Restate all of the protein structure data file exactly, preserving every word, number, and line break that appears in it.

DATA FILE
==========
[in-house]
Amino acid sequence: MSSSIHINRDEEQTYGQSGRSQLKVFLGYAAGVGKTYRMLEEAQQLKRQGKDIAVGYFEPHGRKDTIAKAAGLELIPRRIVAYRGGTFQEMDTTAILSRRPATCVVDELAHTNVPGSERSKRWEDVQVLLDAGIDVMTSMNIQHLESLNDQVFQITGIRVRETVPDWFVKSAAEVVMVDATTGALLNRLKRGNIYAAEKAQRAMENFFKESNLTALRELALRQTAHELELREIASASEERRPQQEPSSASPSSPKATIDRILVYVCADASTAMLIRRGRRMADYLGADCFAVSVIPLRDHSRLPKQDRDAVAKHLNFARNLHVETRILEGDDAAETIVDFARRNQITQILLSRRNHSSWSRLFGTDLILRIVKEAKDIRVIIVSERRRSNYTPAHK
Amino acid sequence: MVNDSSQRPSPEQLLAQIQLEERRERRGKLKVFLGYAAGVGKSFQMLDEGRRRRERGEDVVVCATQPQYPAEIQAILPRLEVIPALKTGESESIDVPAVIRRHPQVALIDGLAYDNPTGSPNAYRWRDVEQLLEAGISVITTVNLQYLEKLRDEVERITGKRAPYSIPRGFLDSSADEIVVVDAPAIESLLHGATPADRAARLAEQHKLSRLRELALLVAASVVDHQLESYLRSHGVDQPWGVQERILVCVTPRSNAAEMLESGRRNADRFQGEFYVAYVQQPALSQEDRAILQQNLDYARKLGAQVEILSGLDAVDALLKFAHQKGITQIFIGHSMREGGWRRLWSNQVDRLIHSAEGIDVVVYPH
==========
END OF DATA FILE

[in-house]
Amino acid sequence: MSSSIHINRDEEQTYGQSGRSQLKVFLGYAAGVGKTYRMLEEAQQLKRQGKDIAVGYFEPHGRKDTIAKAAGLELIPRRIVAYRGGTFQEMDTTAILSRRPATCVVDELAHTNVPGSERSKRWEDVQVLLDAGIDVMTSMNIQHLESLNDQVFQITGIRVRETVPDWFVKSAAEVVMVDATTGALLNRLKRGNIYAAEKAQRAMENFFKESNLTALRELALRQTAHELELREIASASEERRPQQEPSSASPSSPKATIDRILVYVCADASTAMLIRRGRRMADYLGADCFAVSVIPLRDHSRLPKQDRDAVAKHLNFARNLHVETRILEGDDAAETIVDFARRNQITQILLSRRNHSSWSRLFGTDLILRIVKEAKDIRVIIVSERRRSNYTPAHK
Amino acid sequence: MVNDSSQRPSPEQLLAQIQLEERRERRGKLKVFLGYAAGVGKSFQMLDEGRRRRERGEDVVVCATQPQYPAEIQAILPRLEVIPALKTGESESIDVPAVIRRHPQVALIDGLAYDNPTGSPNAYRWRDVEQLLEAGISVITTVNLQYLEKLRDEVERITGKRAPYSIPRGFLDSSADEIVVVDAPAIESLLHGATPADRAARLAEQHKLSRLRELALLVAASVVDHQLESYLRSHGVDQPWGVQERILVCVTPRSNAAEMLESGRRNADRFQGEFYVAYVQQPALSQEDRAILQQNLDYARKLGAQVEILSGLDAVDALLKFAHQKGITQIFIGHSMREGGWRRLWSNQVDRLIHSAEGIDVVVYPH